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rising, morgan stanley upgrade in the stock due to strong growth coming through for japanese cosmetics. anna: thank you very much. warning a deeps split at the upcoming g-7 summit, saying she will challenge president trump and his america first policies. france is now also warning that it won't sign a joint statement at the summit. larry kudlow tried to play down the dispute. >> we are talking everything through. there may be disagreements. much like ahis as family quarrel. i'm always the optimist. i believe it cane anna: he is ty kudlow.
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let's get more from stephen engle. couple of days ahead in canada. what is thebe overcome? when you look at the list of things france is unhappy with the united states about, tariffs are just part of the story. your family might be very peaceful, but any family quarrel that i've had oftentimes lead to a deep rifts in trust because the parties involved care, unless you have one family member who doesn't care. so that family quarrel analogy from larry kudlow maybe not ringing to true to some of the to some ofoo true the allies that the united states is distinct itself -- distancing itself from. one of the most outspoken donald against what
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trump has done as far as that tariffs on steel and aluminum, against the nafta partners, canada and mexico, trudeau has called it insulting. they will call -- talk about nafta as well. they are willing to walk away from these negotia said let's ha bilateral with mexico and a bilateral with canada. it will be interesting, if not devices, thanksgiving dinner there. anna: indeed. he likes to keep things one-on-one in these trade conversations. what if we don't manage to achieve a joint statement? what is fascinating for me, when meetingsg7's and other like this, the things that mean much are full of platitudes.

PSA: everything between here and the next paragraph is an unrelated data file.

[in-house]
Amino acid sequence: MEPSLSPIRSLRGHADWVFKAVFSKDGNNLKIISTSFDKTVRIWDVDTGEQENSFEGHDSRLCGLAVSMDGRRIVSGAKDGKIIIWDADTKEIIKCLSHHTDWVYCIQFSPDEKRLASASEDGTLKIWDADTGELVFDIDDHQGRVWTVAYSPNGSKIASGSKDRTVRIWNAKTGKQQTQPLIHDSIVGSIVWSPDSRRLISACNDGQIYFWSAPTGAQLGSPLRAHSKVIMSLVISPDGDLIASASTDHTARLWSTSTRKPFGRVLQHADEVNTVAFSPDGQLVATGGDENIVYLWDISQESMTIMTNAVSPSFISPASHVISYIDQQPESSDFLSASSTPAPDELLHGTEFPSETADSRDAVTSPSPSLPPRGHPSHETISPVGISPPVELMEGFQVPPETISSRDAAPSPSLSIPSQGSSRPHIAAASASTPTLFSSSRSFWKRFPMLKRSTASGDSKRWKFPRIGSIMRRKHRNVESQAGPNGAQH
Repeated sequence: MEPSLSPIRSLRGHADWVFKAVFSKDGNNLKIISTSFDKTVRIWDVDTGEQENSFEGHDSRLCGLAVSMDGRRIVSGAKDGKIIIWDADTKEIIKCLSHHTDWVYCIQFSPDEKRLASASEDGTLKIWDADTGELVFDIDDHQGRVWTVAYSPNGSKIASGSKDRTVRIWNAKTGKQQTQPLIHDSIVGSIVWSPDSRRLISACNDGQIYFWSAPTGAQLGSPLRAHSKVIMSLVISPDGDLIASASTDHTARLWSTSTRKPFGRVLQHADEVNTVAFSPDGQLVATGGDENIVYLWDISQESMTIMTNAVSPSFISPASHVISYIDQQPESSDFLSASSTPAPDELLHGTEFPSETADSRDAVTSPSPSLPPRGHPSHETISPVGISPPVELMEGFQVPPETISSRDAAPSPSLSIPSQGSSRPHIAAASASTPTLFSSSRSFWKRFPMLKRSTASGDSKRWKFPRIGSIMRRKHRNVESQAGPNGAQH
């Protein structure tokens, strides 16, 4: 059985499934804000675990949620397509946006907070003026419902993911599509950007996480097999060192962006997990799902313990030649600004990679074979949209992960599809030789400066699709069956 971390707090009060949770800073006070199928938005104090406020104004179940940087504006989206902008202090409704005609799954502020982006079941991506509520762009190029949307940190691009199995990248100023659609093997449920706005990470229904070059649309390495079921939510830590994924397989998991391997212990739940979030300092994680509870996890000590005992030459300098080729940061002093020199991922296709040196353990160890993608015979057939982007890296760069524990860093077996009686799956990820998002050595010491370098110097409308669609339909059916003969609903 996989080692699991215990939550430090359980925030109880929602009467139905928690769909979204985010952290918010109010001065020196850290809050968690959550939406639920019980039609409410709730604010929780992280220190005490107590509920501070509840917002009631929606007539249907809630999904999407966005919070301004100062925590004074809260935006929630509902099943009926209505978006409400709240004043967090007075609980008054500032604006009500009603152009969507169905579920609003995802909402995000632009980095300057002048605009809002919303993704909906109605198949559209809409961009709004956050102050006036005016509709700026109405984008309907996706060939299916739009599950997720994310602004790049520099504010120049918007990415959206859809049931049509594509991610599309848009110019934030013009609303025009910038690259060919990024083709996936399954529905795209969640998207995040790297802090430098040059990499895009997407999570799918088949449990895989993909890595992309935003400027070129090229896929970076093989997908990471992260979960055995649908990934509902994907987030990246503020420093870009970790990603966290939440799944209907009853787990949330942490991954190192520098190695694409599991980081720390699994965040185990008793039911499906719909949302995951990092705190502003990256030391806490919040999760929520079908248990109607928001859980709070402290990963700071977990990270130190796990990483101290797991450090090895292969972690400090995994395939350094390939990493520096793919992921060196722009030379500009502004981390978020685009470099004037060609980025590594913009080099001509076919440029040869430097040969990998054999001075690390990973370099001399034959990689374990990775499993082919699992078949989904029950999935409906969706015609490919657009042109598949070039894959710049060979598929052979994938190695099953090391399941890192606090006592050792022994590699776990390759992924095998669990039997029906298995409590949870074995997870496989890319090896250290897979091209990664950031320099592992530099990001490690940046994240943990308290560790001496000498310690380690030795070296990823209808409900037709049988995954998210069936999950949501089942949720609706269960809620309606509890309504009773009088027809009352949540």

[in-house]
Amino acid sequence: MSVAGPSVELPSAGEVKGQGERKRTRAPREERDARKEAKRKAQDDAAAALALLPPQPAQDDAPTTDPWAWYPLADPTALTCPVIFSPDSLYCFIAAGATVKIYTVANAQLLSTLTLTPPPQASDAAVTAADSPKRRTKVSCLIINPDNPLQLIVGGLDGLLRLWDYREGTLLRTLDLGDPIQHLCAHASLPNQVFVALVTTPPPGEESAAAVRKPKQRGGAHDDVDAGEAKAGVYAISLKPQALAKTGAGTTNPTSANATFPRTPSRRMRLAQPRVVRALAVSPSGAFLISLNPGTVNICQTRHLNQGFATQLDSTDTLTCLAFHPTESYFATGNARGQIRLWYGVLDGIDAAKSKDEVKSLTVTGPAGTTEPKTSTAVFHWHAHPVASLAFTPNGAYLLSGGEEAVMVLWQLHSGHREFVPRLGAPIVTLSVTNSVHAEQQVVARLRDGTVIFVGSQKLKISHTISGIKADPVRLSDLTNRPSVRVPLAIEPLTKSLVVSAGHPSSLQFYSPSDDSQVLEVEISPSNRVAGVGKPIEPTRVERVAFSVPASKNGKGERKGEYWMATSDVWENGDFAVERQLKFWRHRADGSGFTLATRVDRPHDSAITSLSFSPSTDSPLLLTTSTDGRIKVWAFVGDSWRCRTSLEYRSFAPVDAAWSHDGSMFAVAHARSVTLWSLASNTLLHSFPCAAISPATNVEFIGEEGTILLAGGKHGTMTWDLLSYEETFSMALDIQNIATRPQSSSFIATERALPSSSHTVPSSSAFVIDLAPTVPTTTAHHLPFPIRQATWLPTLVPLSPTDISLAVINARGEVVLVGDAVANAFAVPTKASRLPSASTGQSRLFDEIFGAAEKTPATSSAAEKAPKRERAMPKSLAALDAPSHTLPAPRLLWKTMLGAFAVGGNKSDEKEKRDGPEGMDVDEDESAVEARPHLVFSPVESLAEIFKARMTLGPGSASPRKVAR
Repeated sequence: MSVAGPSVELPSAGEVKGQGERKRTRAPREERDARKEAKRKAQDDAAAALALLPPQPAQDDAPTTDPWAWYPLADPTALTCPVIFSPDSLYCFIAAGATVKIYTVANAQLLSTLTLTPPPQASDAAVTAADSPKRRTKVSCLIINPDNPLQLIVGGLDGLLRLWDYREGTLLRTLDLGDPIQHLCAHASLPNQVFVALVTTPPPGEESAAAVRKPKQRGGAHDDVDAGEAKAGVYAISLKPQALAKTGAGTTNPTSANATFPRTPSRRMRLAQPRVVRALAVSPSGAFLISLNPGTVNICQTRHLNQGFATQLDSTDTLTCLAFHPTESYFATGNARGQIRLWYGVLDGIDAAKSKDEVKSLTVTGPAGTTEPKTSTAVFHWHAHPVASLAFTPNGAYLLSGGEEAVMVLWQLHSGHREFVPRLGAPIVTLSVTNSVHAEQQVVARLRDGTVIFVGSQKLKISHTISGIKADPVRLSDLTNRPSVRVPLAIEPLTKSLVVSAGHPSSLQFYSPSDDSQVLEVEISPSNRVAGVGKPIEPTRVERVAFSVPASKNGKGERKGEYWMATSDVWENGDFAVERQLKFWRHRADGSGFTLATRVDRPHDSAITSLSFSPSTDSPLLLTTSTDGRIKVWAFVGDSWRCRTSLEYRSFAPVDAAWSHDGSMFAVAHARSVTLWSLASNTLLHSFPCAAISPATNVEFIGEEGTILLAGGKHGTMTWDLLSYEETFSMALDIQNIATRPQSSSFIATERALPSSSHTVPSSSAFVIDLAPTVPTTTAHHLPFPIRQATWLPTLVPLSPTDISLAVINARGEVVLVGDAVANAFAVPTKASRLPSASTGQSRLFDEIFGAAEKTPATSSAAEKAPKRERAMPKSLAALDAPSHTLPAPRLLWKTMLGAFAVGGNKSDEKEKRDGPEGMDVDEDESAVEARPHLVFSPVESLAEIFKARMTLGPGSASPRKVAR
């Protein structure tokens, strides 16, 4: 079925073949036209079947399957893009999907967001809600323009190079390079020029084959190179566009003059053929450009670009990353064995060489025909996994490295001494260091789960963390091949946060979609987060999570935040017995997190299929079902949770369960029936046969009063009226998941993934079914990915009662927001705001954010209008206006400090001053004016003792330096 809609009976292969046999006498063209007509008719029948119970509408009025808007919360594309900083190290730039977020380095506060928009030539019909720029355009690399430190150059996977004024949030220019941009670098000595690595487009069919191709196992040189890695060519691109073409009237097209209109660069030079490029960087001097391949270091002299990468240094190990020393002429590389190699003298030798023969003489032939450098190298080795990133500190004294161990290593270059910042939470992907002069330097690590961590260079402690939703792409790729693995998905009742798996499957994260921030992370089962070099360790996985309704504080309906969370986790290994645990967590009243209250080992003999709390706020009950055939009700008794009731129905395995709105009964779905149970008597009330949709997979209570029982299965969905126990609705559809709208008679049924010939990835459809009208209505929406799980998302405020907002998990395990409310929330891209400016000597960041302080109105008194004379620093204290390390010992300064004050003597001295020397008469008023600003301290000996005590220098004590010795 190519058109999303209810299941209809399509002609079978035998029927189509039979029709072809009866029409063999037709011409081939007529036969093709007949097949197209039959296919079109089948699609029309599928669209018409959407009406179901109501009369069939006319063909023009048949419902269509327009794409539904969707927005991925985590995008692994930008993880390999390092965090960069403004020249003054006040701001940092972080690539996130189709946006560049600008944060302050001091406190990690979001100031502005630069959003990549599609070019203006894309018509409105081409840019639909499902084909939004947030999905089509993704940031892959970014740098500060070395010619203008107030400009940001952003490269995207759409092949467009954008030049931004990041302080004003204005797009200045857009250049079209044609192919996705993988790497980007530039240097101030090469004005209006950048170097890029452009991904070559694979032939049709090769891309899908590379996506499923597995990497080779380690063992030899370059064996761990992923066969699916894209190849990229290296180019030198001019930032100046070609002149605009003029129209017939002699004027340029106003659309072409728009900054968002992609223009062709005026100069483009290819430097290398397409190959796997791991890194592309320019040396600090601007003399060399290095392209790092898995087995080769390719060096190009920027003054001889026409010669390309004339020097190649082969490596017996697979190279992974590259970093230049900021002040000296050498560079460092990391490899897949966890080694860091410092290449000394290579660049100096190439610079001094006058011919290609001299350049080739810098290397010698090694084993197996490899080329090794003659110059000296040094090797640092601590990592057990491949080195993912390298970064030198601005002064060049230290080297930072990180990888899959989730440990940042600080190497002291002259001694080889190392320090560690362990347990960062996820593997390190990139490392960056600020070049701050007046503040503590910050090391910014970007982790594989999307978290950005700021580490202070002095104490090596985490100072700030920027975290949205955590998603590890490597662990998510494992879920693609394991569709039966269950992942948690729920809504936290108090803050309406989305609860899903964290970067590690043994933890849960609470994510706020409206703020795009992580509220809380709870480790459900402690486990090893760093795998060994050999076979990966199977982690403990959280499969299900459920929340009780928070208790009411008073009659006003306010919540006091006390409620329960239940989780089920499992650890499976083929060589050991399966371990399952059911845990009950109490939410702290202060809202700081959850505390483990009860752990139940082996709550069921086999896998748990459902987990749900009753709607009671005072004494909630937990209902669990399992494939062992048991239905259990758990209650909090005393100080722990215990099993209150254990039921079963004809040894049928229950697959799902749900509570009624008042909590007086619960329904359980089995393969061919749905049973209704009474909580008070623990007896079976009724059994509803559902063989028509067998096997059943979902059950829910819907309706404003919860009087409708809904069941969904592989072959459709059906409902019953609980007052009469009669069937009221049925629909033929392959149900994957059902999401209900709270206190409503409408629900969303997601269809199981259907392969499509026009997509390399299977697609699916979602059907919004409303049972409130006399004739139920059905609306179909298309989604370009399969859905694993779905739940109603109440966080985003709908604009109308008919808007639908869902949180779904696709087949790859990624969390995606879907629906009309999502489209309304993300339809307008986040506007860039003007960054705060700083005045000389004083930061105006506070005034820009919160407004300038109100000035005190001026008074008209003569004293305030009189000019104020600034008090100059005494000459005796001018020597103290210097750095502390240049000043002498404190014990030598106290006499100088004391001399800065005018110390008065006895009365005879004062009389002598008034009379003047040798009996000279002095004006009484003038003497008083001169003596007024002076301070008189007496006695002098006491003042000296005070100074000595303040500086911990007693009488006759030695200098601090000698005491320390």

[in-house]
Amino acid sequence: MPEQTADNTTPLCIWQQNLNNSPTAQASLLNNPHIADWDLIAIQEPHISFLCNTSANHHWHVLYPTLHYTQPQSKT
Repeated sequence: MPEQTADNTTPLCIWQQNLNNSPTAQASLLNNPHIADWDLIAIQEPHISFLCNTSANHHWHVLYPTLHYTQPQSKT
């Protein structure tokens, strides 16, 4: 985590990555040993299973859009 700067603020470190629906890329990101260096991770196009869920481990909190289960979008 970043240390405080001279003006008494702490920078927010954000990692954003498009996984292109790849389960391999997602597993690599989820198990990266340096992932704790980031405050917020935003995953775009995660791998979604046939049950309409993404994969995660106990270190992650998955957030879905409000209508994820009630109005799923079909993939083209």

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right.: that's it is tradition that the seven members would come up with a joint statement. already, couple of members, saying i'mmacron, not going to sign this joint statement at the end if there's not progress done on these theffs moves but also on iran nuclear issue and the paris climate change accord, which trump has pulled out of. it does not look like there will be much harmony. at this stage, no statement coming from the g7, so no unity among the biggest economies in the world. anna: thank year. -- thank you. larry kudlow characterizing this as a family quarrel.
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looks as if it could be a rather fractured family affair. >> i think that is absolutely right. that u.s. is negotiating on three fronts, the trade negotiations with china, the issue of what happens with nafta, and the trade negotiations with the eu. beforet is just trade one has conversation over the split on the iranian nuclear deal. in terms of the relationship with the eu, particularly on the news that mr. macron saying s he will not sign a g7 agreemen. -- see anicult to see agreement here. the u.s. has said we will carry over europeany car imports into the united states. and the eu is setting to respond by saying, yes, we will impose tariffs on u.s. exports to
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europe, whether it is motorcycles or food or other u.s. products sold in the european union. i do think that the analysis of this g7 meeting will be fractious. what does this mean for investors? we continue with investors worried about the day-to-day uncertainty, worried about the asml equityd come markets over the last few weeks have been reasonably well, driven by earnings. anna: and a focus on growth instead. >> there is this degree of investor nervousness. anna: do you sense that that has yet orimpact on markets are investors to complacent -- too complacent? they say it has taken one point $1.25trillion off --